Friday, January 28, 2011

How the Mighty Fail: Lessons in Leadership (Part 8.) The need for a system of "checks and balances"

This is Part 8 of "How the Mighty Fail", based on my book "Driving Straight on Crooked Lines"  I'd like to suggest you read the first six parts and then this installement, otherwise you may miss the context.
The third component of the "Toxic Triangle" ("Conducive Environment" continued)

C. – Conducive environment: Clericalism and the Absence of checks and balances

Organizations need “checks and balances”

Strong organizations (and nations) tend to have strong institutions and strong countervailing centers of power. Before the American constitution was written, traditional governments stood on three foundations: the monarchy, the aristocracy, and the established church. The framers of the US constitution could see that many governments, based on the aforementioned pillars, were capable of oppressing the many for the sake of an elite few.

Societies are capable of self-government but most of them need some mechanism of checks and balances to save the members from the ravages of greed and ambition. Machiavelli showed us how a clever “prince” with unrestrained ambition could manipulate power for his own ends. The American constitution is designed to provide an intricate system of “checks and balances,” with different parts of the government serving to check other parts in order to sustain a balance between opposing tendencies.

Governments or organizations without such a system of dynamic balance can make it easy for individuals or parties to usurp power. That’s why large corporations require an independent board to provide oversight – a system of checks and balances.

Leaders need “checks and balances”

No doubt, leaders need discretion to do their jobs. But, unchecked discretion allows destructive leaders to abuse their power. Because young, high-growth, rapidly transforming, and smaller organizations tend to have limited mechanisms for governance a dysfunctional leader can wreak havoc. Such, I suggest, was the case with the Legion of Christ and its founder Fr. Marcial Maciel.

The less supervision there is the easier it is for the “dark side” of a leader to emerge. Various researchers suggest these conditions characterized Enron at the height of its popularity on Wall Street. In my opinion, the Vatican which regulates organizations of religious and priests within the Catholic Church did not have a transparent system of checks and balances to effectively supervise and manage the Legion of Christ and its founder Fr. Maciel. During the clerical confusion which reigned in Mexico following the Revolution and the Cristero War (with many Mexican Bishops in exile in the US,) Fr. Maciel was able to play “both ends against the middle.”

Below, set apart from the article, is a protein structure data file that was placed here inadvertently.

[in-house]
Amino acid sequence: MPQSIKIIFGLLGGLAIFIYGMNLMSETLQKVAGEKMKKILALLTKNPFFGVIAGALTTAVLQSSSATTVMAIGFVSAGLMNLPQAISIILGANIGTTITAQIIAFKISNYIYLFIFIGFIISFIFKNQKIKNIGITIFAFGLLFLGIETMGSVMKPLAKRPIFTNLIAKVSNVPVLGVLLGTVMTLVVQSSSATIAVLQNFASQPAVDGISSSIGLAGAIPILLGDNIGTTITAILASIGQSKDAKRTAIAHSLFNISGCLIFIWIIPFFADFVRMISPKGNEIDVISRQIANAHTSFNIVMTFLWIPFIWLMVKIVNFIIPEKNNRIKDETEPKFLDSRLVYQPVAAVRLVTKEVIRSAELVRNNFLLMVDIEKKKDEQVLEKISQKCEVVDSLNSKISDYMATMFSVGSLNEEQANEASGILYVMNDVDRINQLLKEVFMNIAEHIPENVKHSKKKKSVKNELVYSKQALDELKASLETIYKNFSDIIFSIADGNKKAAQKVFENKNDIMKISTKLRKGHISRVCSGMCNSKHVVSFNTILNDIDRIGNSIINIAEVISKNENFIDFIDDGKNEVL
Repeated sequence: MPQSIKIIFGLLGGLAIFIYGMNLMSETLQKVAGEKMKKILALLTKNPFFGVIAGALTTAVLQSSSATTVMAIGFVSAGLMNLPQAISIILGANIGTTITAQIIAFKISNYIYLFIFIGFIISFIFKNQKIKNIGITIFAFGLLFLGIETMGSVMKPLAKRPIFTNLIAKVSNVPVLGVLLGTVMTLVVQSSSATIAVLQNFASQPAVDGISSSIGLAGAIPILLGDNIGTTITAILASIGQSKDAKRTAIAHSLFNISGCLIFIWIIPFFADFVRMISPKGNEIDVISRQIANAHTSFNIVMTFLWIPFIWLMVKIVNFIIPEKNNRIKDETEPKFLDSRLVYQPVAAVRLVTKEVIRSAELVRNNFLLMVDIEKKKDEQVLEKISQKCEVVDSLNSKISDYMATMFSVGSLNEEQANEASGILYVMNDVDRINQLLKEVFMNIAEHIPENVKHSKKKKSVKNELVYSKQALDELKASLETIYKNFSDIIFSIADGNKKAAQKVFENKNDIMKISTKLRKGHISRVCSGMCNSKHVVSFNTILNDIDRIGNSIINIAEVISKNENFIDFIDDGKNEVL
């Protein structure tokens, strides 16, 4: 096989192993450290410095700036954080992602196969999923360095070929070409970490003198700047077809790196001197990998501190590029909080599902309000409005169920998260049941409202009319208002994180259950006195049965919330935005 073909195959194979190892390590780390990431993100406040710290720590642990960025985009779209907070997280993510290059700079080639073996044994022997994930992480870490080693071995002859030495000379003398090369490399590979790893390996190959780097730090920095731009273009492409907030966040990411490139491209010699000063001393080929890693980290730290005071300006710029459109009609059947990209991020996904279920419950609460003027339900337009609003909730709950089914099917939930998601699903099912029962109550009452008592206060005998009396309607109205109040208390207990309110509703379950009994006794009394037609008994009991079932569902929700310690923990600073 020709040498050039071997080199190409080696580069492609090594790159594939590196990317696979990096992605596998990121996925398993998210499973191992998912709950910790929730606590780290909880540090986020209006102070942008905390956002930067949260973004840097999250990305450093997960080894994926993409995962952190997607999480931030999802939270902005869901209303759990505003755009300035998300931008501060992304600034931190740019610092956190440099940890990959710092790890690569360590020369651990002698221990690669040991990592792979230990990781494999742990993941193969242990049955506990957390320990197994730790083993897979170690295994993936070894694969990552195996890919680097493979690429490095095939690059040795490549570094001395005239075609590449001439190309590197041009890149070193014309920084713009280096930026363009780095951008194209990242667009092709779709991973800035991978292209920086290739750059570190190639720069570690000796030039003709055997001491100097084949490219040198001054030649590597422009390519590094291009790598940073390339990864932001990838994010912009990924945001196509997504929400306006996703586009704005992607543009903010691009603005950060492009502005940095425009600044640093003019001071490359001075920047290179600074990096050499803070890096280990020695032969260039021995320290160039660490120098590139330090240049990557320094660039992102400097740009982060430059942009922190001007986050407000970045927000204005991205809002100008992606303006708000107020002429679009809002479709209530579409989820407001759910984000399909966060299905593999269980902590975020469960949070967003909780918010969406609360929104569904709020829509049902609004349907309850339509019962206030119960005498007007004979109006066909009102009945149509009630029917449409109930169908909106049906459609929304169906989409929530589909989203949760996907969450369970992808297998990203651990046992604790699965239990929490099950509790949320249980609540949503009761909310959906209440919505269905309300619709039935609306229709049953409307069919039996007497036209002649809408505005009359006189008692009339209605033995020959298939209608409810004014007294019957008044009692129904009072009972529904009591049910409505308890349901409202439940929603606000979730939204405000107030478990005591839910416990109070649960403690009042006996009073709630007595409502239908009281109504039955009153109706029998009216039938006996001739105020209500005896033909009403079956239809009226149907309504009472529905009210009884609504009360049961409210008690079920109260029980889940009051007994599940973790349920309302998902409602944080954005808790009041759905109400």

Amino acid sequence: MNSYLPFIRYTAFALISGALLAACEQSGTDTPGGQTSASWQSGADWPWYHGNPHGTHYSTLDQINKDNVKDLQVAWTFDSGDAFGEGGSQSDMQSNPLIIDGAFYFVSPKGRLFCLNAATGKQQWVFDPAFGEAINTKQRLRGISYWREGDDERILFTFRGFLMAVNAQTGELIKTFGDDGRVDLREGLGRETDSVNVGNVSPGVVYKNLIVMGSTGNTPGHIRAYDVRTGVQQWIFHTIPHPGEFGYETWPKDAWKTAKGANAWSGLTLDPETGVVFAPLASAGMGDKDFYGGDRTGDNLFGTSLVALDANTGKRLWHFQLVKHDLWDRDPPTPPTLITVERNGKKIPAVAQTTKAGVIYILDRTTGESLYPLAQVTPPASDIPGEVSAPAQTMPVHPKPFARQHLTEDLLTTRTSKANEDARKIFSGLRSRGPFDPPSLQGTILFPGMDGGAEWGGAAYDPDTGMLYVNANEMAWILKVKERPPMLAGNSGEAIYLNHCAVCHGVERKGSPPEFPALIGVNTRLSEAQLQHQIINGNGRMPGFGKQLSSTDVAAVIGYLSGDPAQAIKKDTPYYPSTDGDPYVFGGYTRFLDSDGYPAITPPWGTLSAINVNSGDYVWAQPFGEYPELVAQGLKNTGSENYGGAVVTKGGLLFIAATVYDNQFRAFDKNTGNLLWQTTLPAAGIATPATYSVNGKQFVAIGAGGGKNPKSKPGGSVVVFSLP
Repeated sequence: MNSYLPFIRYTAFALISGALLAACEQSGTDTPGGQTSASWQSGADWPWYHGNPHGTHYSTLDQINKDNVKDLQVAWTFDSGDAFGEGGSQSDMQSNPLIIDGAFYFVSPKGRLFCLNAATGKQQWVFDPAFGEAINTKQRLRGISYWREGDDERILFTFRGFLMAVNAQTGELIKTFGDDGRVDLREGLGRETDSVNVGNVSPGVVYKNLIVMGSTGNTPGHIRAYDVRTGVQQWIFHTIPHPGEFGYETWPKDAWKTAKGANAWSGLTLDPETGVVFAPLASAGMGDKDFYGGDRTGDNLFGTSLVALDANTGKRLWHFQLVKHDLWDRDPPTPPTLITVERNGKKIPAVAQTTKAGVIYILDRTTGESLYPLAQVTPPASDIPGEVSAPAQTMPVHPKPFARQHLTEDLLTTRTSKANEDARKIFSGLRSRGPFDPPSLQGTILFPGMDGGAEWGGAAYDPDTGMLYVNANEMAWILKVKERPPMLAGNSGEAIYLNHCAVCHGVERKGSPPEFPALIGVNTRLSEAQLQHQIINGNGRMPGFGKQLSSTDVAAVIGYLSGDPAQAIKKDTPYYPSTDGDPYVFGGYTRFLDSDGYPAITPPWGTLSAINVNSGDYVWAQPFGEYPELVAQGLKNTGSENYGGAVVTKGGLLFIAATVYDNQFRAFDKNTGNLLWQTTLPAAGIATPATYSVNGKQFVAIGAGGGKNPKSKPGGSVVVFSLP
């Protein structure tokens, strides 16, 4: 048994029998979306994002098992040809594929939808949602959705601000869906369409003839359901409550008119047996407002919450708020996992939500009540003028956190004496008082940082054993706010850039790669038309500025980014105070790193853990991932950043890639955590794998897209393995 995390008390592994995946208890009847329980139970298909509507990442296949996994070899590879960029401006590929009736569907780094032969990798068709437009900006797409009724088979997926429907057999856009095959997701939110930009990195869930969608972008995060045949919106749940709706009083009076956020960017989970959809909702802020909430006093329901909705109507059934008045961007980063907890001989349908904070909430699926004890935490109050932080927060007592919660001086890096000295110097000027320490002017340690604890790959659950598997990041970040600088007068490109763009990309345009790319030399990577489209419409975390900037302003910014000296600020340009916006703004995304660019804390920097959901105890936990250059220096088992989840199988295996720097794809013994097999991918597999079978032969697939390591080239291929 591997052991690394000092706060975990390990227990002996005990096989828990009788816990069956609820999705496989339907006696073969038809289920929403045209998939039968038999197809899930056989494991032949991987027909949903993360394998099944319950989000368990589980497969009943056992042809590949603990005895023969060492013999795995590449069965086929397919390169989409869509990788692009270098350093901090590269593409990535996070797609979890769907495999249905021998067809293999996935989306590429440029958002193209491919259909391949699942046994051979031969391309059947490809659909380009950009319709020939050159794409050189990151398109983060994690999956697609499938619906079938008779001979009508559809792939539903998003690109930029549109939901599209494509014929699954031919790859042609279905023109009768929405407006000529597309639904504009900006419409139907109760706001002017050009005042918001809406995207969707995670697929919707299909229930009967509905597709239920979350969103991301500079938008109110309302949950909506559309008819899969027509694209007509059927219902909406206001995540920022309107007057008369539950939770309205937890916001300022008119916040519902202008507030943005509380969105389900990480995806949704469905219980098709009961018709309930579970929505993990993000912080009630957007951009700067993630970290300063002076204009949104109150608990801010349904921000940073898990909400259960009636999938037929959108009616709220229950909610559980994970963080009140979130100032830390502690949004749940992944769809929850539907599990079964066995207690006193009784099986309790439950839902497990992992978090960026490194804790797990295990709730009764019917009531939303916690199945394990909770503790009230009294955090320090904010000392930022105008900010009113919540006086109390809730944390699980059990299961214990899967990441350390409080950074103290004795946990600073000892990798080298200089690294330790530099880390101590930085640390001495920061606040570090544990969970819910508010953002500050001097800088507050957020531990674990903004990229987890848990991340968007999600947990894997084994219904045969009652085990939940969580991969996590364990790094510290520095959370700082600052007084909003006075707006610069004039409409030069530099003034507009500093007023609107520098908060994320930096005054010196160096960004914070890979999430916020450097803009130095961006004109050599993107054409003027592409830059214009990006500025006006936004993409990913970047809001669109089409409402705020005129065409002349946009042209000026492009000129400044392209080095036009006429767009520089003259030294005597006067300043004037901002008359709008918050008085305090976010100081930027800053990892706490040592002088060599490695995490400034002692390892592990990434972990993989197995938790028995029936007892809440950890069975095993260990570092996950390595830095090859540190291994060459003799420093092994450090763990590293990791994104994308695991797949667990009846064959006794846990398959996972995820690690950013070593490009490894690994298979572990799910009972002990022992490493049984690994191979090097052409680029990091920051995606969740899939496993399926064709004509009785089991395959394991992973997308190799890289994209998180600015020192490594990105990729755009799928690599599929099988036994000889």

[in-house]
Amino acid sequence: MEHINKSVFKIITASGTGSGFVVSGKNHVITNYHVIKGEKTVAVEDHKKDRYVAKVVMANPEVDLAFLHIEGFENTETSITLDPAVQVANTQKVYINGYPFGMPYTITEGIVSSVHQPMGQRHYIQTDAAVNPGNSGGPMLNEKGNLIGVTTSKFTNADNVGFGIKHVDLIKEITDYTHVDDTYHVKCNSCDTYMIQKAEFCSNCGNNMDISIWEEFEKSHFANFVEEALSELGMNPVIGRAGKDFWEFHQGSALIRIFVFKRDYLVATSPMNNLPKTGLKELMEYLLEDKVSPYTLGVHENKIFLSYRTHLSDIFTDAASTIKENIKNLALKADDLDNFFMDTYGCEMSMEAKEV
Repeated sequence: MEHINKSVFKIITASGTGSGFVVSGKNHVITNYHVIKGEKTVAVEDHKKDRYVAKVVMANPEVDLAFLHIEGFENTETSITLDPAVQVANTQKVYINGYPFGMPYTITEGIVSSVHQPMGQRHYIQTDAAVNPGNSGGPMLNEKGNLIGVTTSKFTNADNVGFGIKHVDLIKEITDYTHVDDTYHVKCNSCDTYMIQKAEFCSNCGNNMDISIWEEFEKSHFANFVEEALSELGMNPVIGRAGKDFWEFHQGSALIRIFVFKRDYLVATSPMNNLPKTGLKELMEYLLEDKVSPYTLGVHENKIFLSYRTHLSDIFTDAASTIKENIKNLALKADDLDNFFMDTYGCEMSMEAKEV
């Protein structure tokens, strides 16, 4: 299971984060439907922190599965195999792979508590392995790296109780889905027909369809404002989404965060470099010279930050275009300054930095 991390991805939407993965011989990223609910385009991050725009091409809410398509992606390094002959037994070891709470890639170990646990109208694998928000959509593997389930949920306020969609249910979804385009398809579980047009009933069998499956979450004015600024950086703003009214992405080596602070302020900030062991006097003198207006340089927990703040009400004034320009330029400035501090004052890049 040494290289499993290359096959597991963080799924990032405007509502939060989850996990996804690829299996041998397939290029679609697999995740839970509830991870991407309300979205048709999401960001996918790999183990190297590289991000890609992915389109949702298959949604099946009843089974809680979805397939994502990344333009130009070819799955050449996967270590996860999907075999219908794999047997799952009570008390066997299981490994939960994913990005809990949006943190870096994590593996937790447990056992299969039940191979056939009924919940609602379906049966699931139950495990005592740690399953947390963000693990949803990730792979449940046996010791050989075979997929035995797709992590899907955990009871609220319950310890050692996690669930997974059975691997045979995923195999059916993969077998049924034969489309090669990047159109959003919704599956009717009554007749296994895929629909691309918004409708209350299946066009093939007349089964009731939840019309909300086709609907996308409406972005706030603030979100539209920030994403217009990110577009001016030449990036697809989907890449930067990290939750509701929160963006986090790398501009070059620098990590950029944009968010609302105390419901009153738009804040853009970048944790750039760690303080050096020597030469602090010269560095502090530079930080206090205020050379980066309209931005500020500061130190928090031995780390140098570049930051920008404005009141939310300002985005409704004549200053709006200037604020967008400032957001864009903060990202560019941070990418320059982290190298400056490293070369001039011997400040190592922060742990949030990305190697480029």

Churches need “checks and balances”

The Founder was ordained a priest by one of his uncles. It is not at all clear that he studied the curriculum of studies required for ordination as a Catholic priest. He had already been expelled from a reputable seminary but that didn’t deter him or his patrons.

Most, if not all, his early activities took place under the radar of the institutional Church. From his early twenties on he basically was able to do as he pleased. It had to be relatively easy taking his first followers from Mexico to Spain to Rome to avoid supervision by the “hierarchy.” He was an effective and charismatic fund-raiser and in a remarkably short period of time he had established his major seminary in Rome. He won the support and affection of Popes, Cardinals and influential lay people who, because of his obvious “success” never stopped to do a background check on his “credentials.”

A culture of apathy seems to have held sway at the Vatican where all power is essentially centralized in the person of the Holy Father. Fr. Maciel was able to thrive in this system of centralized governance once he had been accepted by the inner circle of powerful Cardinals. No doubt they shared his vision, his zeal for the Church, and were impressed by the amazing success of his foundation. Such an ethos, without the support of structures based on autonomous “political’ units,(to provide checks and balances) allowed Fr. Maciel to concentrate his power, create total dependence amongst his followers, suppress dissidence and suppress any opposition to his methods. (Legionaries made a private vow never to criticize a superior - and to inform the superior general (Fr. Maciel) if they heard any criticism.)

To my mind, the absence of checks and balances to control the management of a religious order within the Church and the clericalism dominant at the Vatican and amongst the hierarchy are contributing factors to the “conducive environment” which forms the third leg of the toxic triangle that came together for Fr. Maciel..

For instance,why did the Vatican approve the private vows? If the "authorities" did not know about the private vows, why not? By the time I left the organization in 1982, the Legion was well established in Mexico, Spain, Ireland, Italy, and in three dioceses in the United States. How come no one in "authority" (local Bishops, pastors etc.) seemed to be aware of some obvious organizational dysfunction in the Legion? My guess is that lots of them noticed features that gave cause for concern - but they did little or nothing about it. Why? I suspect it was because of the absence of an effective system of checks and balances combined with a lack of communication between different jurisdictions.

Next - How our brains are wired: the influence of biology on leadership; an explanation of why some leaders can be dysfunctional.

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